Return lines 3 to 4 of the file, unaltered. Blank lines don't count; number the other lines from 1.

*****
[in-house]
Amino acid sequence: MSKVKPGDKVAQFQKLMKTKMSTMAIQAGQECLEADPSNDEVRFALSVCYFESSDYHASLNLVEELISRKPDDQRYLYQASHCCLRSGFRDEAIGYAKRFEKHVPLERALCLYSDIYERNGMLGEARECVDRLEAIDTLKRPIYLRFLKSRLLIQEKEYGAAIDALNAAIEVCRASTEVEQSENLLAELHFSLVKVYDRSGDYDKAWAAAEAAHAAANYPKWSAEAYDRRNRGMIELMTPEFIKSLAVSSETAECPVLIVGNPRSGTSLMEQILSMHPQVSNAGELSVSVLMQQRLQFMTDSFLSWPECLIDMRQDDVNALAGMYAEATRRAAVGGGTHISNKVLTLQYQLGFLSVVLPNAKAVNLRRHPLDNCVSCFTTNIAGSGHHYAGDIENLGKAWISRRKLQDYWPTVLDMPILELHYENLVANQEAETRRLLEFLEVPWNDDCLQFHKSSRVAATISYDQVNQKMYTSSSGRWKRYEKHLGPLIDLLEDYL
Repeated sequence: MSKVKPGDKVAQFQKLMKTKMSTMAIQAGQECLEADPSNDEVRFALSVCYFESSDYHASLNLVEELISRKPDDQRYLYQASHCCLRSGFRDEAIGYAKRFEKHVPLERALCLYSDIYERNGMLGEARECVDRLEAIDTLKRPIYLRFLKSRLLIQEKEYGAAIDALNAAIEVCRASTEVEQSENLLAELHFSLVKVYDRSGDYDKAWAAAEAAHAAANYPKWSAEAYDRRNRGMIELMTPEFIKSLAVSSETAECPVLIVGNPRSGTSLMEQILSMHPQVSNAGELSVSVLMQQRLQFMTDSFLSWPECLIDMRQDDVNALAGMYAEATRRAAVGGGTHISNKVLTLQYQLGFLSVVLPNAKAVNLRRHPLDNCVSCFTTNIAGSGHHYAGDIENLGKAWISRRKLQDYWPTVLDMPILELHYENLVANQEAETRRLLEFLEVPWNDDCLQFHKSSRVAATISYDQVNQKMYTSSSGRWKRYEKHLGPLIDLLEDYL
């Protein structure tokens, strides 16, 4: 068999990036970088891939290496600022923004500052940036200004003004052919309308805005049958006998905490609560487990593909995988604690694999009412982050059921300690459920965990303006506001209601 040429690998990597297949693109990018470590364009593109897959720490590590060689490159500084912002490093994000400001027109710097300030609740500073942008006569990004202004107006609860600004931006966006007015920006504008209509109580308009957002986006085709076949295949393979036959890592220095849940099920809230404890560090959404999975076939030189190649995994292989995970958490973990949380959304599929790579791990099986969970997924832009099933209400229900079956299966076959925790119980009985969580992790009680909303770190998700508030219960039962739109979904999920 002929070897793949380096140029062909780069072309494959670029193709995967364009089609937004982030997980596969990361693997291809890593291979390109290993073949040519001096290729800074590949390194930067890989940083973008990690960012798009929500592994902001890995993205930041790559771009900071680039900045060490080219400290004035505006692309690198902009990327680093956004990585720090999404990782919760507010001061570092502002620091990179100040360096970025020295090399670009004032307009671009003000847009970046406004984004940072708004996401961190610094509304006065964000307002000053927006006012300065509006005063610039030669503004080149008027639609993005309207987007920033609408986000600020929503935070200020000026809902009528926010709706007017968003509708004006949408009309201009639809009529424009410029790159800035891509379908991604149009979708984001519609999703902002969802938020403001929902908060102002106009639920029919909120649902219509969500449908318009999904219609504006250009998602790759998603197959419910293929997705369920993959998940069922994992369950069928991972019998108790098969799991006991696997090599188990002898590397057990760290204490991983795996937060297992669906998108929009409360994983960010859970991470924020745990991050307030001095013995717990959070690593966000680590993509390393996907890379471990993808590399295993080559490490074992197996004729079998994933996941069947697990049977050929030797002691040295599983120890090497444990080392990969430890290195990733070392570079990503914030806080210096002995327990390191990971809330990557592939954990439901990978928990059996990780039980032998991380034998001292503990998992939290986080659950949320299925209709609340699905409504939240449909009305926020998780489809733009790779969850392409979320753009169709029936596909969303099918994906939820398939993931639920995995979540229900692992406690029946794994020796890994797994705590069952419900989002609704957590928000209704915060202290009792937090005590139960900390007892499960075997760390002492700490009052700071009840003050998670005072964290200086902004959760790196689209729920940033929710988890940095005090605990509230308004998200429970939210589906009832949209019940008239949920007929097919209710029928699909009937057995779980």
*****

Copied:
Repeated sequence: MSKVKPGDKVAQFQKLMKTKMSTMAIQAGQECLEADPSNDEVRFALSVCYFESSDYHASLNLVEELISRKPDDQRYLYQASHCCLRSGFRDEAIGYAKRFEKHVPLERALCLYSDIYERNGMLGEARECVDRLEAIDTLKRPIYLRFLKSRLLIQEKEYGAAIDALNAAIEVCRASTEVEQSENLLAELHFSLVKVYDRSGDYDKAWAAAEAAHAAANYPKWSAEAYDRRNRGMIELMTPEFIKSLAVSSETAECPVLIVGNPRSGTSLMEQILSMHPQVSNAGELSVSVLMQQRLQFMTDSFLSWPECLIDMRQDDVNALAGMYAEATRRAAVGGGTHISNKVLTLQYQLGFLSVVLPNAKAVNLRRHPLDNCVSCFTTNIAGSGHHYAGDIENLGKAWISRRKLQDYWPTVLDMPILELHYENLVANQEAETRRLLEFLEVPWNDDCLQFHKSSRVAATISYDQVNQKMYTSSSGRWKRYEKHLGPLIDLLEDYL
């Protein structure tokens, strides 16, 4: 068999990036970088891939290496600022923004500052940036200004003004052919309308805005049958006998905490609560487990593909995988604690694999009412982050059921300690459920965990303006506001209601 040429690998990597297949693109990018470590364009593109897959720490590590060689490159500084912002490093994000400001027109710097300030609740500073942008006569990004202004107006609860600004931006966006007015920006504008209509109580308009957002986006085709076949295949393979036959890592220095849940099920809230404890560090959404999975076939030189190649995994292989995970958490973990949380959304599929790579791990099986969970997924832009099933209400229900079956299966076959925790119980009985969580992790009680909303770190998700508030219960039962739109979904999920 002929070897793949380096140029062909780069072309494959670029193709995967364009089609937004982030997980596969990361693997291809890593291979390109290993073949040519001096290729800074590949390194930067890989940083973008990690960012798009929500592994902001890995993205930041790559771009900071680039900045060490080219400290004035505006692309690198902009990327680093956004990585720090999404990782919760507010001061570092502002620091990179100040360096970025020295090399670009004032307009671009003000847009970046406004984004940072708004996401961190610094509304006065964000307002000053927006006012300065509006005063610039030669503004080149008027639609993005309207987007920033609408986000600020929503935070200020000026809902009528926010709706007017968003509708004006949408009309201009639809009529424009410029790159800035891509379908991604149009979708984001519609999703902002969802938020403001929902908060102002106009639920029919909120649902219509969500449908318009999904219609504006250009998602790759998603197959419910293929997705369920993959998940069922994992369950069928991972019998108790098969799991006991696997090599188990002898590397057990760290204490991983795996937060297992669906998108929009409360994983960010859970991470924020745990991050307030001095013995717990959070690593966000680590993509390393996907890379471990993808590399295993080559490490074992197996004729079998994933996941069947697990049977050929030797002691040295599983120890090497444990080392990969430890290195990733070392570079990503914030806080210096002995327990390191990971809330990557592939954990439901990978928990059996990780039980032998991380034998001292503990998992939290986080659950949320299925209709609340699905409504939240449909009305926020998780489809733009790779969850392409979320753009169709029936596909969303099918994906939820398939993931639920995995979540229900692992406690029946794994020796890994797994705590069952419900989002609704957590928000209704915060202290009792937090005590139960900390007892499960075997760390002492700490009052700071009840003050998670005072964290200086902004959760790196689209729920940033929710988890940095005090605990509230308004998200429970939210589906009832949209019940008239949920007929097919209710029928699909009937057995779980």